George Currier of Maxville is a man of many talents and will be recognized this year for his many contributions to Glengarry sports. George played most sports all his life in and around the area. As the second youngest of 13 children, he played hockey, broomball and softball, just to name a few of the sports he enjoyed. He played PeeWee, Bantam, Midget and Old-Time hockey as well as coaching and refereeing minor hockey in Maxville.
He refers to Nick Haramis as his partner in crime not just because of so much time spent working together, but also because of the good times spent playing and organizing sports together.
“I worked with Nick for 18 years after he bought the King George Hotel in 1958,” George explains. “We played hockey and softball together and started, organized and played in the Glengarry Old Time Hockey League. George’s older brother Edgar also worked at the hotel and together they organized Maxville’s first broomball league in 1966 that included teams from Alexandria and Cornwall as well.
He also coached the Maxville Junior B hockey team for eight years and succeeded in leading them to the Eastern Ontario Championship in 1966.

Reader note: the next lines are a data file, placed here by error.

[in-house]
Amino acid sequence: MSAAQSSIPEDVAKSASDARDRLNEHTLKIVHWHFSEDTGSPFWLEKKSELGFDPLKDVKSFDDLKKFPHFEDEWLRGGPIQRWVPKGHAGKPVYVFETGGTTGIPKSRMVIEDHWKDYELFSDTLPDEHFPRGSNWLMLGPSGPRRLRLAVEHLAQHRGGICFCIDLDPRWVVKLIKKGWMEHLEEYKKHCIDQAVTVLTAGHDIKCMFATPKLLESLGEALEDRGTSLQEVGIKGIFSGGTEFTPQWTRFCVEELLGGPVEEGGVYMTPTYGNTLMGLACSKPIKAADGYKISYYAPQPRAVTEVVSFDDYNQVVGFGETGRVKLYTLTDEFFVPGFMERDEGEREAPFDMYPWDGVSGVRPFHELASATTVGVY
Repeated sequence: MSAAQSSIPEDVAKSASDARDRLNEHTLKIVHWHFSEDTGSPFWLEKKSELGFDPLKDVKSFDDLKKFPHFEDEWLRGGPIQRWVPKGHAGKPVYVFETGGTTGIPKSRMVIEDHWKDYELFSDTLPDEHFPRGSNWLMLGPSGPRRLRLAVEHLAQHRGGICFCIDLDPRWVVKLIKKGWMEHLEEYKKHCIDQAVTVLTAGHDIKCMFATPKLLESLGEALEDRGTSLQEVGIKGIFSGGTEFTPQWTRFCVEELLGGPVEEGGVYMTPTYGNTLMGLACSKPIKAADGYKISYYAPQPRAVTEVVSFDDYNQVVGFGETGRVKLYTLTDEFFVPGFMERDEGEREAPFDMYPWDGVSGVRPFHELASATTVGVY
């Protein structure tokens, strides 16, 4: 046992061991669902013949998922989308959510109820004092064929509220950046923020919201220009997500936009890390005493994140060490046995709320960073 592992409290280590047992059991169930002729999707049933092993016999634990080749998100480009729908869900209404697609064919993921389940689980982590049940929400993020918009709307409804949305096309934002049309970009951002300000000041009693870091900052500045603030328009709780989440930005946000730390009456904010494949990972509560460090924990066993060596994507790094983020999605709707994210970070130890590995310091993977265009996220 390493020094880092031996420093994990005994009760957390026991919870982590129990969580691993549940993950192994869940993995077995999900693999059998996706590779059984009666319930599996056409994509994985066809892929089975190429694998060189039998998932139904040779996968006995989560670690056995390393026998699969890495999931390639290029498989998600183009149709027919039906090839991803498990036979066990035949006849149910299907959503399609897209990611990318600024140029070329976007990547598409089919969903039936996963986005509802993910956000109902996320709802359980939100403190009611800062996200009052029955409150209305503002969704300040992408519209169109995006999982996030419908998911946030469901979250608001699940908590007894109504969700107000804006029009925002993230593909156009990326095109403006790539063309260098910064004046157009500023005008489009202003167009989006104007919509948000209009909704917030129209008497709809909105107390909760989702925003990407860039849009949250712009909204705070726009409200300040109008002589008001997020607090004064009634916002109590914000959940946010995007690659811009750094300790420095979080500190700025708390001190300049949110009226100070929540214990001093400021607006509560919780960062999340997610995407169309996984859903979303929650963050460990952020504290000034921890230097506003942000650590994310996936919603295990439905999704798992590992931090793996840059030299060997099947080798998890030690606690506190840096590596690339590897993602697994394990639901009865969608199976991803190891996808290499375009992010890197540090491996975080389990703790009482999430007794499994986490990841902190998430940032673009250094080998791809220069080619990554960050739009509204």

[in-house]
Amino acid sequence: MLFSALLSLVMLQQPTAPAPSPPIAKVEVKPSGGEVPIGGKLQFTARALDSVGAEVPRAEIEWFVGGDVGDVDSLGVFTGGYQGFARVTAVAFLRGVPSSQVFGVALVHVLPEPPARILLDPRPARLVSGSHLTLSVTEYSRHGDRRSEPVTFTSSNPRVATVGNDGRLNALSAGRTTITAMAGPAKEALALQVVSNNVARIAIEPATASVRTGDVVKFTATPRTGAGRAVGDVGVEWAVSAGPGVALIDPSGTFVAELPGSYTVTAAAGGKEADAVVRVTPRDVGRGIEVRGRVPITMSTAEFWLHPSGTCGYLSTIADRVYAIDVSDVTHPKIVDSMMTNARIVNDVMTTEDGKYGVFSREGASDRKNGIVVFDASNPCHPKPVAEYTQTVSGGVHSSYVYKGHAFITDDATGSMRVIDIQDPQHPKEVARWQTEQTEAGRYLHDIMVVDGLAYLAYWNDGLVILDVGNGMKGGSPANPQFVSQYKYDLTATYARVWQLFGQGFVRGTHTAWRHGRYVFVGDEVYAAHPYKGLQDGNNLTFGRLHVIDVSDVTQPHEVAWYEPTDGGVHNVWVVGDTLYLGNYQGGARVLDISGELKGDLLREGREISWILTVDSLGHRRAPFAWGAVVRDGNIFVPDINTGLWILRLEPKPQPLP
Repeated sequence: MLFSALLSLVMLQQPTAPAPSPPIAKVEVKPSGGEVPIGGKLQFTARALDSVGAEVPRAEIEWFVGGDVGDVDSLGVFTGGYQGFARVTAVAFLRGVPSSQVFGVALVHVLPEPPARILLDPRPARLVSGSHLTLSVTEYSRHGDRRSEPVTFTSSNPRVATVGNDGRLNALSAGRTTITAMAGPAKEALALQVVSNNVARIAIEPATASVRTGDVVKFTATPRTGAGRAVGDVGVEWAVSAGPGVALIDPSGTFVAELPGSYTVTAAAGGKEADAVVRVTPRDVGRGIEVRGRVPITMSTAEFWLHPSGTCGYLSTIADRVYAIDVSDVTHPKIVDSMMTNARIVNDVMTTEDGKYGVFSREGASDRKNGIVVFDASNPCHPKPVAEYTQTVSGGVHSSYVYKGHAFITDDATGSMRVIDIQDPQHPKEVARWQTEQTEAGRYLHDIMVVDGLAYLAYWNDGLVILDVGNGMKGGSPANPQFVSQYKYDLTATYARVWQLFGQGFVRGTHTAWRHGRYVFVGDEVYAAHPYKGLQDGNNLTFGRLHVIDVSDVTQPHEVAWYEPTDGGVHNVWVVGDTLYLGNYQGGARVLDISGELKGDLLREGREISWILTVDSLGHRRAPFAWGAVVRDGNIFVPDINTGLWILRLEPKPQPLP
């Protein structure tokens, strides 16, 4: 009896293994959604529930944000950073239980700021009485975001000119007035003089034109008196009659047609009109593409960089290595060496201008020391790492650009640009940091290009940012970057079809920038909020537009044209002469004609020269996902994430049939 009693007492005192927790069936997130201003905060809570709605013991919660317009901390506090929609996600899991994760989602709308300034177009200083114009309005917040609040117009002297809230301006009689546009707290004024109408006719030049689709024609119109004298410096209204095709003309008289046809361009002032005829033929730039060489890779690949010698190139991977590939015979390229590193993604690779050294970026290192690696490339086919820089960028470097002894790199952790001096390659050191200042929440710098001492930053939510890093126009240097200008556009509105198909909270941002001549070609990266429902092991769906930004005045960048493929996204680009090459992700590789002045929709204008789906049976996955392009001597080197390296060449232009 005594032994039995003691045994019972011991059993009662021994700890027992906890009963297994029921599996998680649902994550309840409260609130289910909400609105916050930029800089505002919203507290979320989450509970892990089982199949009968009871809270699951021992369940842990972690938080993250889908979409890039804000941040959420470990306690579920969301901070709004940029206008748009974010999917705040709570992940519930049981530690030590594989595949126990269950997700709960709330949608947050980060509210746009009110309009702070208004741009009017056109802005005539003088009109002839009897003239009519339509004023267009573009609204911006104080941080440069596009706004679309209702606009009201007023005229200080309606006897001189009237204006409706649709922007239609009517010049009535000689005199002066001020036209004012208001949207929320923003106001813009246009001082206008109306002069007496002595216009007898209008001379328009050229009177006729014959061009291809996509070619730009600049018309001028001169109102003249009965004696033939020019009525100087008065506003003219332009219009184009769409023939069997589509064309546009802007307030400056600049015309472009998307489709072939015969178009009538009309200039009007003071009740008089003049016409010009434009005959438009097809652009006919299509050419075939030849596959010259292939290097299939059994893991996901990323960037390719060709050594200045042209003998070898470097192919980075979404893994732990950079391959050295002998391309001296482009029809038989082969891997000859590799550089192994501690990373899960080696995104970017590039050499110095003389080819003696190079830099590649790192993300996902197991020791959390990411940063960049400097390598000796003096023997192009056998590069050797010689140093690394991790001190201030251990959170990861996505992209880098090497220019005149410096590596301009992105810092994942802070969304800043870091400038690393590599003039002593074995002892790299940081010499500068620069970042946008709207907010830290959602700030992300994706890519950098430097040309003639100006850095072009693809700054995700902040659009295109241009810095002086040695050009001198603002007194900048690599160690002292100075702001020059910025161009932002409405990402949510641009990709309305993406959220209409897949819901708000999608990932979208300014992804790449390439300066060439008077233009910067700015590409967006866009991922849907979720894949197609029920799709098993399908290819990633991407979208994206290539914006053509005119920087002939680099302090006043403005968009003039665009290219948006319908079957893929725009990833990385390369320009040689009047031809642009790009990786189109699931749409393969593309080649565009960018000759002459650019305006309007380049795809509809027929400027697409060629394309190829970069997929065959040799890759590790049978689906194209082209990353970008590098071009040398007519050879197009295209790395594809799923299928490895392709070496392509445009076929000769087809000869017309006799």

“It was no easy feat. We were playing against people like Larry Robinson.” He credits players like John Wensink who went on the NHL, the Haramis boys and Don Blaney who tried out for the Ottawa 67’s but decided to take over the family farm instead. “Of over 16 players on that team, half were from Maxville. It was a great year.”
George also coached in the Glengarry Soccer League and started the Warden’s Bonspiel in 1988. He continued to put on many more bonspiels and fundraisers to help organizations such as the Lion’s Club of which he was member for 45 years and twice president.
He worked for the Ministry of Transportation for Ontario for 15 years before retiring ad partnering with his son Kelly when in 1992 they bought and operated the sports bar in Maxville.
“It was a great 12 years.”
He was also MPP Ozzie Villeneuve’s chauffeur for a while.
“One day Ozzie asked me if I’d ever considered politics. He suggested I run for councillor. So I did.” George was involved for 30 years, as Reeve of Maxville for 15 years and Warden for Stormont, Dundas and Glengarry.
At 81 years old, George is still involved in curling, though he stopped curling two years ago because of his knees. He spends a lot of time with his wife of 57 years, Annette, their three children, six grandchildren and two great grandsons.
He recalls his 80th birthday last year when MPP Guy Lauzon presented a flattering speech about him.
“My great grandson was really impressed. He wanted to get up and say something afterwards.” George laughs. “ For some reason he thinks I’m the Prime Minister.” George will be inducted into the Glengarry Sports Hall of Fame August 15 in Alexandria.
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